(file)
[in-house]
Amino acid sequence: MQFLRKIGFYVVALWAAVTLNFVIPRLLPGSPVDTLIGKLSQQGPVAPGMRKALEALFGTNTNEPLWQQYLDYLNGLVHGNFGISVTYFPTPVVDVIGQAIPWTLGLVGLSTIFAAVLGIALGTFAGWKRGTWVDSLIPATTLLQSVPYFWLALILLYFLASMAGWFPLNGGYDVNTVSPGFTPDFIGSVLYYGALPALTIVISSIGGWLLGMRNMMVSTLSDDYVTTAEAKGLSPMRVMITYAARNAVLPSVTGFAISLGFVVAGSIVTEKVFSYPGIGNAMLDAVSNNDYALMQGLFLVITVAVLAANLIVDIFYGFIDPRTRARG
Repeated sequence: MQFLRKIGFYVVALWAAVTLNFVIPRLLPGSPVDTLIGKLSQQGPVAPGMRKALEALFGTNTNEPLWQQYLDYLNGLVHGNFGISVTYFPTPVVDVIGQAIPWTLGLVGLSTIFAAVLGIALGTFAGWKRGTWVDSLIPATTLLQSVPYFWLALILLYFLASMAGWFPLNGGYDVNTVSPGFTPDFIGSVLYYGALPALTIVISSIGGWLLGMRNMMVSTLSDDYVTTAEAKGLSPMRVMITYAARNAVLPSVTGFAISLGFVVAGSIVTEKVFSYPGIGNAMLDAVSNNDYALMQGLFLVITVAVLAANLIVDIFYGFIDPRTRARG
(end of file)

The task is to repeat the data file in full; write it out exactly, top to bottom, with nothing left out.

[in-house]
Amino acid sequence: MQFLRKIGFYVVALWAAVTLNFVIPRLLPGSPVDTLIGKLSQQGPVAPGMRKALEALFGTNTNEPLWQQYLDYLNGLVHGNFGISVTYFPTPVVDVIGQAIPWTLGLVGLSTIFAAVLGIALGTFAGWKRGTWVDSLIPATTLLQSVPYFWLALILLYFLASMAGWFPLNGGYDVNTVSPGFTPDFIGSVLYYGALPALTIVISSIGGWLLGMRNMMVSTLSDDYVTTAEAKGLSPMRVMITYAARNAVLPSVTGFAISLGFVVAGSIVTEKVFSYPGIGNAMLDAVSNNDYALMQGLFLVITVAVLAANLIVDIFYGFIDPRTRARG
Repeated sequence: MQFLRKIGFYVVALWAAVTLNFVIPRLLPGSPVDTLIGKLSQQGPVAPGMRKALEALFGTNTNEPLWQQYLDYLNGLVHGNFGISVTYFPTPVVDVIGQAIPWTLGLVGLSTIFAAVLGIALGTFAGWKRGTWVDSLIPATTLLQSVPYFWLALILLYFLASMAGWFPLNGGYDVNTVSPGFTPDFIGSVLYYGALPALTIVISSIGGWLLGMRNMMVSTLSDDYVTTAEAKGLSPMRVMITYAARNAVLPSVTGFAISLGFVVAGSIVTEKVFSYPGIGNAMLDAVSNNDYALMQGLFLVITVAVLAANLIVDIFYGFIDPRTRARG